Newspaper Page Text
VOLUME NO. LXVII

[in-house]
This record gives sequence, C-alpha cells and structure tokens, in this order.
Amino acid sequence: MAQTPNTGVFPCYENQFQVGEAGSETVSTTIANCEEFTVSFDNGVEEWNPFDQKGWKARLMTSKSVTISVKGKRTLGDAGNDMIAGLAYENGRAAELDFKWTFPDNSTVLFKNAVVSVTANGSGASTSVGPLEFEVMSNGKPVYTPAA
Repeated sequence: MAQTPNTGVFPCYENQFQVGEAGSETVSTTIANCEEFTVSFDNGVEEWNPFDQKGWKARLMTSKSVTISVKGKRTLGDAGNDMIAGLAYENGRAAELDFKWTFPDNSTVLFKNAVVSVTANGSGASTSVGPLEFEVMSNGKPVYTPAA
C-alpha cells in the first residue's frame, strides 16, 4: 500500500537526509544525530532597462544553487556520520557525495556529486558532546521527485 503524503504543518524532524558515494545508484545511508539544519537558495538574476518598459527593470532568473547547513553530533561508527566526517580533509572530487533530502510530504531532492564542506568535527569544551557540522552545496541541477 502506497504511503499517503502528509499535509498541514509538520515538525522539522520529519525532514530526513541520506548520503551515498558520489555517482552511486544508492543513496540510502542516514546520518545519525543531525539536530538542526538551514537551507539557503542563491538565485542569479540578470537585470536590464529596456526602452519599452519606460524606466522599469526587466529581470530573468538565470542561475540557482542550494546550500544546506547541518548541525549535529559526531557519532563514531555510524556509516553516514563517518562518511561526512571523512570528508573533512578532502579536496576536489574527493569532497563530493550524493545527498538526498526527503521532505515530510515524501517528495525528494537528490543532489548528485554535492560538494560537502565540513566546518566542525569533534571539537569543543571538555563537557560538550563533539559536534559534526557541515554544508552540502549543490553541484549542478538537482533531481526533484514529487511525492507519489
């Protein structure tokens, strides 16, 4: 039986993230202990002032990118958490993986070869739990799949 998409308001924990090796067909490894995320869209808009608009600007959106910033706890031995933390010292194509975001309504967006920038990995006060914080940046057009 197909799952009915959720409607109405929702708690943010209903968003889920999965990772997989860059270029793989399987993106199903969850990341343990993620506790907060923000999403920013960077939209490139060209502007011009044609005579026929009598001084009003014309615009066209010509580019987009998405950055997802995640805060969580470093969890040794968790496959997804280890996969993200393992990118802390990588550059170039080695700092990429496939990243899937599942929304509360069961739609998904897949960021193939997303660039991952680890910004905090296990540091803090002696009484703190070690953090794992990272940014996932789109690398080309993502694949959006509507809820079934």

72 SELECTEES TO UNDERGO PHYSICAL EXAM FOR ARMY Draft Board Announces Regis trants to go to Toledo Next Wednesday Summons Marks First Step Draft Board to Fill Feb ruary Quotas of regis under- Toledo Seventy-two Allen county trants have been summoned to go physical examination at next Wednesday to determine their fitness for army service, it is an nounced by Allen County Draft Board No. 3. Announcement of names of those called for physical examination marks the beginning of the board’s activi ties to fill February quota calls. The January’ quota calls were filled when a croup of fiftyone selectees left Lima last Thursday for induction into the army at Camp Perry. Summoned for Examination Those summoned for physical ex amination are: Gerald Guthrie, Carl Beery, Doni van McKinney, Doyt Hanthorn, Wayne Luginbuhl, Kenneth Martman, Kenneth Oberly, John R. Stettler, Otmar Osting, Roy Driver, Robet. Polter, Robert Fisher, Lewis Ben nett. Harold Luterbein, Harold Wilson, Maynard Badertscher, Hubert Bart lett, Raymond Kealing, John Dover, Lewis Thompson, Chas. Clark, Joe Hall, Paul Spallinger, Carl Hopen sack. Raymond Staley, Winfield Pugsley, Arthur Thiesssen, Richard Fisher, Phil Miller, Robet. Lotz, Howard Bowsher, Arnold Miller, John Neu mier, Thos. Dillon, James Fetter. Frances Enslen, Bernard Murphy, Clifford Bowers, Don Curtis, Hubert Elwer, Lewis Hamilton, Simon Bren neman, Celestine Schmidt, Willie Fin ney, Harry Ferguson. Theo. RedSck, Roger Ditto, Virgil Elwer, Wayne Sherrick, Lawrence Kidde, Alphonse Miller, Robert Key set, Chas. Irvin, Clarence Lowe, Fred erick Haehn, Harold Fast. Otis Heisey, Paul Pennypacker, Robt. Clark, Robt. Long, Robt. Gro han, Harry Watkins, Russell Reser, Jr. Donald Schlegel, Clifford Bow ers, Elias McDonald, Jr. Dale Rum sey, Willard Evans, Donald Louse, Donald Gibson, Lewis Youngpeter, Virgil Boop. Last Rites Held For Charlie Oehrli Funeral services largely attended, were held for Charlie Oehrli, 70, at the Paul Diller funeral home, Sun day afternoon. Officiating at the services was his pastor Rev. E. N. Bigelow of the Presbyterian church. Burial was in Maple Grove cemetery. Mr. O.ehrli died at his home on Poplar street Thursday night at 8 o’clock following several months’ ill ness frou a heart ailment. The son of Mr. and Mrs. Abraham Oehrli, he was born in Interlaken, Switzeiland, April 23, 1872. He came with his parents to Forest ten years later and afterward to Bluffton. On January 17, 1912, he was mar ried to Corda Henry vives. The couple thirty-first wedding the Sunday previous Kraft who sur observed their anniversary on to his death. He was a butcher by trade and for twenty years was employed at the Bigler Bros, meat market here. He was a member of the Presby terian church and for a number of years served as a member of the church board of trustees. For sev eral years previous to his death he led a retired life. Third Bluffton Girl Joins WAACS Miss Martha Mae Edgecomb, daughter of Mrs. Bessie Edgecomb of the Zehrbach apartments, Main and Vine streets, left Sunday for the Women’s Auxiliary Army Corps camp at Des Moines, Iowa. Two other Bluffton girls have joined the army organization. These are Miss Mary Jane Carr, daughter of Mr. and Mrs. William Carr, north of town, also at the Des Moines camp Miss Hope Kincaid, daughter of Mr. and Mrs. Chester Kincaid of South ing call training Miss who is await three WAAC Main street, to one of camps. Mary Elise Heckathom, Earl daughter of Mr. and Mrs. Heckathorn, former Bluffton resi dents, joined the WAVES, a sister organization, several months ago. Manufacture Of Hog Houses Starts Here Bluffton added another industrial enterprise to its growing list this week when Harvey Wilch, residing in the J. A. Hochstettler property on High street began the manufacture of hog houses. His shop is located at the rear of the Economy store on South Main street. Rapid expansion of hog raising in the Bluffton district has made the outlook for the brooder houses par ticularly promising and Wilch who was employed in a Lima defense in dustry resigned his position there to enter the manufacturing field. Wilch is experienced in this line of work having been previously located in Kenton from which point he re cently moved his machinery to Bluff ton. HALF PINT, PINT MILK DELIVERIES OUT ON MONDAY Order from Agriculture Dept. Eliminates Milk Purchases Less Than Quart Part of Nation-wide Economy Plan to Eliminate Un necessary Services Bluffton housewives may not milk in pint or half-pint containers after next Monday, it was indicated this week in an announcement from the office of the United States De partment of Agriculture. This is part of a general nationwide economy plan designed to effect sav ings by eliminating unnecessary’ ser vice and passing the profit to both the consumer and farmer. Bread Restriction Bread was placed under similar re striction® last week by Secretary of Agriculture Claude Wickard, who favors a policy of economizing in the distribution of commodities instead of governmental subsidies to keep the price down. In addition to eliminating milk pur chases of less than one quart the new order provides that commercial firms will be prohibited from buying from more than (two dealers unless each purchase amounts to more than 300 quarts. Surplus Milk Surplus milk may not be returned to dealer, thus requiring firms to or der no more than they are using. A deposit of at least one-cent-a-quart must be made on each bottle thus in suring that all will be returned. Delivery trucks will not be permit ted to carry any more milk than the amount ordered in advance. While some consumers of milk here have the commodity delivered in pint bottles most of them prefer the large bottles. No reduction in total volume of business was expected by local milk distributors as the result of the new decree. earns-Montgomery Nuptials Tuesday In an impressive double ring ceremony performed at the Metho dist parsonage, Miss Marjorie Reams, daughter of Mr. and Mrs. Roy Reams of this place and- Charles Montgomery, Jr., son of Mr. and Mrs. Charles Montgomery of Orange township, were married Tuesday afternoon at 4:30 o’clock. Rev. J. A. Weed, pastor of Bluffton Methodist church, read wedding vows in the presence of immediate families. ding supper Grill, yellow tapers center cake. Rabbit And Chicken Raising Expands As Rationing Of Other Meats Looms the the the The bride was attractively attired in a light blue street length frock and wore a yellow shoulder corsage made up of small crysanthemums. A contrast accessories. was provided by black ceremony the wed held at the Walnut the was table was decorated in white with four white Following The and lighting the table, was a two tiered wedding In the Guests present were: Mr. and Mrs. Roy Ream and daughter Mr. and Mrs. Charles Montgomery and daughter Sue Mrs. Clyde Klingler, Jr. Mr. and Mrs. Robert Motter Mrs. Leona Stettler and Rev. and Mrs. J. A. Weed. Mr. and Mrs. Montgomery are both recent graduates of Bluffton High school. She is employed at the Triplett Electrical Instrument Co. Mr. Montgomery will leave for army service on Friday. Rabbit Raising in Bluffton De velops Into Definite Com mercial Venture Breeding Stock Price Doubles More Chickens to be Raised In Country With the prospect of meat ration ing in the offing, raising of rabbits and chickens as a substitute meat supply source bids fair to develop into a major activity this spring. Rabbit raising has already gotten well under way with breeding stock difficult to obtain and prices about double levels. Raise Many buy in Town Rabbit raising has been taken up principally by town residents since this is one of the few forms of live stock which may be raised to ad vantage in the more closely settled districts. The hutches require only a small space in the corner of a garage or barn and the animals ma ture quickly, bringing a rapid turn over of the invested capital. Chicken raising in the rural dis tricts will show a definite uptrend as the result of the proposed meat rationing program, it is indicated. Local hatcheries report a large de mand for their product with ordters running considerably ahead of last year. However, the larger space re quired for chickens will restrict poul try projects principally to farms in this area. March Of Dimes Drive Under Way Bluffton public school students are responding generously to the March of Dimes drive being held in antici pation of the President’s birthday on Saturday and residents also are in vited to contribute to the fund, it was stated by A. J. B. Longsdorf, local chairman. Climaxing the drive will be the President’s Birthday Ball to be held at the Lima Memorial hall Saturday night. Mayor W. A. Howe is on the ticket committee for the ball. Funds from the drive and the ball go to the National Foundation for Infantile Paralysis which maintains 2,900 chapters throughout the coun try giving immediate aid victims regardless of age, creed. to polio color or Buys Woodman Order $100 In War Bonds in ex- the the Bluffton’s Woodman lodge has vested $100 in war bonds and pects to buy additional bonds in future. This was disclosed at annual meeting of the order held in connection with a dinner at Pine’s Walnut Grill last Wednesday night. Officers of the order elected for the coming year include: Veneral Counsel, Joe Stagey sec., Geo. Rauenbuhler treas., Charles Lloyd trustees, Walter Schaublin, Guy Corson and Lee Coon. Auxiliary To Hold Membership Drive A membership drive will be held by the Women’s Auxiliary of the Bluffton hospital all next week, it was announced by Mrs. H. H. Huser, chairman of the campaign. Teams have been selected and a systematic house-to-house canv ass will be made. The membership drive is held every two years. More than 200 members are in the auxil iary organization at the present time. Births Mr. and Mrs. Paul Rhodes of De troit, are the parents of a 6% pound boy, Michael Norman, born at Woman’s Hospital in Detroit. Mrs. Rhoads was the former Miss Vida Amstutz of this place. The following birth at the Bluff ton hospiiai: Dr. and Mrs. Vance Taylor, Leip sic, this Wednesday morning. Stationed In Colorado Ralph E. Diller who recently was called for army induction has been sent from Camp Perry to Camp Hale, Colorado, where he is now in training it was announced the first of the week. I THE BLUF ON NEWS A NEWSPAPER DEVOTED TO THE OF BIUFFTON AND VICINITY BLUFFTON, OHIO, 28, 1943 FOR S and Truck Be Less Dai then only at their former largely as a Previously followed hobby by a few fanciers, rabbit rais ing has already expanded to the point where it has become a definite commercial activity in the Bluffton district. Market prices, prospective trends in demand for this or that product and even crop rotation, all of them ordinarily major factors in plan ning for the year’s operations are now secondary to that of manpower. Changes Coming Much of the surplus acreage as a result of the reduction program is expected to be used for growing of corn and soybeans while fields not put under cultivation may be used for grazing. AY, JAN, —.................. “IS KEY NNING WORK I Crops Will 's Labor Grow- If Crops Will ogs and Up it to which farm oper district and character of Manpower—the is available—will ations in the Bluffton determine the kind and crops raised during the coming sea son according to farmers who now are making plans for spring and summer work. i 4* Of all factors entering into farm planning this year,. man-power is dominant and the entire agricultural program will of necesity be adapted to conform to the available labor supply. will area far- That the shortage of labor change the farm picture in this is generally admitted. How reaching will be th? change will de pend largely upon the stringency of labor supply. In general those farm products re quiring a minimum of labor will be favored. Crops adaptable to mech anized farming, or those in which the labor factor is*^ will be in the ascend) important The coming summerp likely to see a sharp reversal of truck gardening i foodstuffs I' trend toward growing of for cannerf processing. Tomatoes Fewer Tomato a ’d Pickles and pickle growing which expanding firing the past ^f commercial obably be cul because of have been several years be cannery demand tivated on a redi the large labor factor-involved. Likewise sugar beet and potato acreages may be less due to labor conditions. Producers of hybrid corn also may experience difficulty in ob taining help during the growing sea son when considerable hand labor is required. Prospects Good are good for the Bluff continue as a center of Hog Prospects ton area to hog production, for a corn acreage at least as large as that of last year, there is every indication that the crop’ will continue to be marketed in the form of pork. With the outlook Just how far the present situation will affect dairying in this area re mains to be seen. With whole milk quoted at $2.85 per hundred pounds —the best price in more than 20 years—farmers are reluctant to dis (Continued on page 8) In Navy Air School Gerald Todd, son of Mr. and Mrs. F. L. Todd who recently enlisted in the navy is in training as a naval cadet at John Carroll university, Cleveland. He expects to be located there about three months. Promoted To Sergeant Carl Steiner of this place now in training at Camp Campbell, Ky., has been promoted from private first class to sergeant, it was announced the first of the week. Rationing Calendar So that you may keep in mind the numerous important war-time ra tioning dates, the Bluffton News is publishing this weekly reminder: JAN. 26—Last day of fuel oil heating period No. 2. JAN. 31—Last day to use Sugar Stamp No. 10 for three pounds of sugar. FEB. 7—Last day to use Stamp No. 28 in War Ration Book No. 1 for one pound of coffee. 20—Last day of fuel oil period No. 3. 28—Last day for hold FEB. heating FEB. ers of and booksvto have their automobile tires inspected. FEB. 28—Last day for inspec tion of truck tires. MARCH 31—Last day for A book tire inspection. Should high school girls wear slacks to class? Bluffton high school students answered a definite “no”, according to results of a poll of stu dent opinion taken during the past week by the “Cutlass”, student newspaper. The prevailing view of both girls and boys, according to results of the poll published in the student'journal was that slacks have their place— but the place is not in the class room. Wearing of slacks to class has not been generally prevalent here and as a result of the poll the practise is not expected to become widespread. Electric Current And Of Municipal Pl Board of Public Affairs Makes Annual Report of Plant Operations Bluffton Consumers Pay $56,044 For Current $12,283 for Water Supply Receipts for electric current and water service during the past year were the largest in the history of the Bluffton municipal plant, it was revealed in the annual report of the Board of Public Affairs, made Tuesday. The report, drafted S. Hauenstein, clerk of the appears in detail in this issue Bluffton News. Hjgh School Students Poll Against Girls Wearing Slacks To Classes public by E. board, of the Receipts for electric current for the year showed an aggregate of $56,044, this being an increase of approximately $3,000 over last year’s total. Receipts for water and heating sei vice in 1942 are listed at $12,283 and $4,294 respectively as compared with the previous year’s totals $10,977 and $3,223. of Buy Turbine Sell Engine A second turbo-generator unit 1250 KW capacity installed during the part year is listed in the report as costing $17,506. The board re ceived $4,000 from the sale of a 300 KW Skinner steam engine which was disposed of when the turbo-generator unit was installed. The Skinner unit was purchased by the Pet of St. Louis. of Milk Co., borrowed used for An item of $15,000 in money represents funds payment ana installation colts of the turbo-generator. Of this amount, the sum of $2,500 has been repaid. Salaries and labor showed an ad vance from $16,469 in 1941 to $21, Coal, for which $20,007 1941 599 in 1942. was paid in 051 in 1942. for the year $7,695, the report advanced to $21, books were closed a cash balance of showed. The with Hospital Has Record Number Of Patients Reflecting to some extent help shortages in Bluffton and nearby communities, there was a record number of patients at the Bluffton hospital on January 17, it was an nounced this week by Miss Sylvia Biederman, superintendent of the in stitution. There were 33 patients at the hos pital, 12 of which were that time. Both figures totals, it was announced, vious high record was 31 also recorded in the month of Janu ary last year. January has always been the busiest month of the year, it was pointed out. babies at are record The pre which was Books Are Wanted For Armed Forces Bluffton repdents are again asked to bring all the books they can spare in the second Victory Book compaign to provide reading material for mem bers of the armed forces, it was an nounced this week by Miss Ocie An derson, hbrai ian at the Bluffton school and public library. The armed forces need millions of books for camps, ship libraries, train ing centers and other reading sta tions. They emphatically do not need dog eared out-dated algebra books. They want enjoy reading such mystery, biography, books they will as good fiction, etc. donated in the The books to be campaign may either be brought to the public library here or Miss And erson may be contacted and will make arrangements for the collection of the books. More than half of all Lend-Lease supplies exported in 1942 were mili tary items. V A typical comment of the senior girls was as follows: “Girls ought to keep a little femininity and slacks don’t seem to help the situation any.” Several of the girls expressed their disfavor in regard to wearing slacks to school with the logical observation that “if girls wear slacks, the boys have a right to wear skirts.” The boys questioned, in the sur vey, were also entirely opposed to having girls wear slacks to school. One senior lad confessed with com plete candor that he did not “care so much for slacks, but I sure like shorts”. Water Receipts mt At Record Levels Nearly Loses Ear In Fall From Haymow Sam Reel, 58-year-old farmer, nearly lost his right ear and suf fered a deep gash on the top of his head when he fell from the haymow of his barn at his farm near the A. C. & Y. crossing, northeast of town on Route 69 Saturday after noon. Reel with pitchfork in his hand was working in the haymow when a board broke and he fell to the barn floor below. He was breught to the Bluffton hospital where it was found that his ear was badly torn. The ear was sewed on by Dr. B. W. Travis. Reel was removed to his home on Tues day. Bluffton Woman Begins WAAC Course Mary J. Carr, of Bluffton, has be gun training in the Woman’s Army Auxiliary Corps. She was immediately assigned to a receiving center company for a week’s elementary military training. Here she is issued clothing and equipment, instructed in rudiments of drill, and given Army classifica tion tests. These tests will help de termine the job she will fill in the WAAC. For the following four weeks, she will be assigned to a basic company for more detailed training preparing her to replace a man in a non-com bat Army job. She is the daughter of Mr. and Mrs. W. G. Carr, residing north of Bluff con. H. S. Football Team To Be Lions9 Guests Members of the Bluffton High school football squad will be guests of the Lions club at the meeting of the organization at the Walnut Grill Monday night at 6:15 o’clock. The meeting has been changed to Monday because the high school basketball team plays at Columbus Grove on Tuesday night. Sports mo tion pictures will be presented by Coach A. C. Burcky of Bluffton col lege. To Sing In Choir On Concert Tour Mary E. Stearns, daughter of Mr. and Mrs. Ralph Stearns of Spring street, will accompany the 40 voice concert choir of Heidelberg college, Tiffin, when the choir travels during the annual mid-year vacation begin ning next week. The itinerary has been drastically curtailed this year because of travel restrictions. Prof. Amos Ebersole is the choir conductor. Ranks Corporal Henry W. Schaller, in training at Camp Campbell, Ky., was recently promoted from private first class to corporal. He is the son of Mr. and Mrs. Jacob Schaller of near Bluffton. In New Locations D. B. Morgan has moved from Findlay to the farm of the late Clyde Yerger near Beaverdam. H. O. Berno, who occupied the place has rented a farm near Miller City and will move this spring. Advances In Rank Kenneth Gable, son of Mr. and Mrs. Levi Gable of North Jackson street, has been advanced in rank in the United States Coast Guard to 1st Class Seaman. He is located at Bay City, Michigan. BUY UNIT BO BTATBB STAMPS NUMBER 40 LAWMAKERS GET FARMERS PROTEST AGAINST FAST TIME Bluffton Institute Resolution is Sent to Columbus and Washington Seek to Have Clocks Thruout State Set Back to Central Standard Time Farmers’ protests against the con tinuance of the present daylight sav ing “fast” time in Ohio will be heard both in Columbus and Washington, it was announced the first of the week by officers of the Bluffton Farm in stitute. Copies of resolutions adopted at the institute vigorously denouncing the present fast time and asking for a return to Central Standard “slow” time were sent to State Senator Fred Siebert and L. M. Myers, Allen county representative at the General As sembly. A copy of the resolution also is in the hands of Congressman Robt. Jones in Washington. Altho not officially on the program agitation for a change to “slow” time was one of the principal topics of conversation at the institute and came to a head when the resolutions com mittee included the protest in their report which was unanimously adopt ed at the closing session. Text of Resolution Text of the resolution as sent to legislators in Columbus and Washing ton follows: “Resolved that we favor a return to Central Standard time as vital to an efficient prosecution of the war ef fort by the farmer. “We are convinced that any detri mental effect which such a change may have on industry is not to be compared with the hardships which the present arrangement works on agriculture and definitely lessens food production essential to a successfgl prosecution of the war.” Delay Farm W’ork, Charge Farmers charged that present day light saving time delays work not on ly because it is necessary to wait un til daylight to begin much of the day’s work, but also especially in har vest time many operations cannot be started until the dew accumulated during the night is dried by the morn ing sun. Under daylight saving time ,little work of this nature can be done be fore noon. Farmers thruout the state are pro testing the continuance of daylight saving time and a change to “slow” time whereby the clocks would be set back one hour is before the Ohio leg islature. Second Bluffton Woman Joins WAACS Hope Kincaid, the second Bluffton woman to enroll in the Woman’s Army Auxiliary Corps, has complet ed her physical and mental examina tions and is awaiting call to one of the training centers. The three training centers are lo cated at Des Moines, Iowa, Daytona, Beach., Florida, and Oglethorpe, Ga. Mary Jane Carr, daughter of Mr. and Mrs. William Carr, North of town, is in training at Des Moines. Miss Kincaid expects to be called to one of the centers in two or three weeks. The branch of army service to which the WAACS are assigned is decided at the training center after a series of aptitude tests. Miss Kincaid is the daughter of Mr. and Mrs. C. A. Kincaid of South Main street. She graduated from Bluffton High school in the class of 1939 and has been employed at the Triplett company. With The Sick Mrs. Amy Matthews who has been ill at the home of her daughter, Mrs. Sidney Hauenstein on Compus Drive, is improving. Mrs. N. W. Cunningham is con fined to her bed for several days at her home on South Jackson street. Mrs. Eva Patterson who sustained a fractured hip in a fall several weeks ago is improving at the hos pital here. Income Tax Man Coming A deputy collector of internal revenue will be in Bluffton at the mayor’s office on February 11 and March 2 to assist taxpayers in pre paring their income tax returns.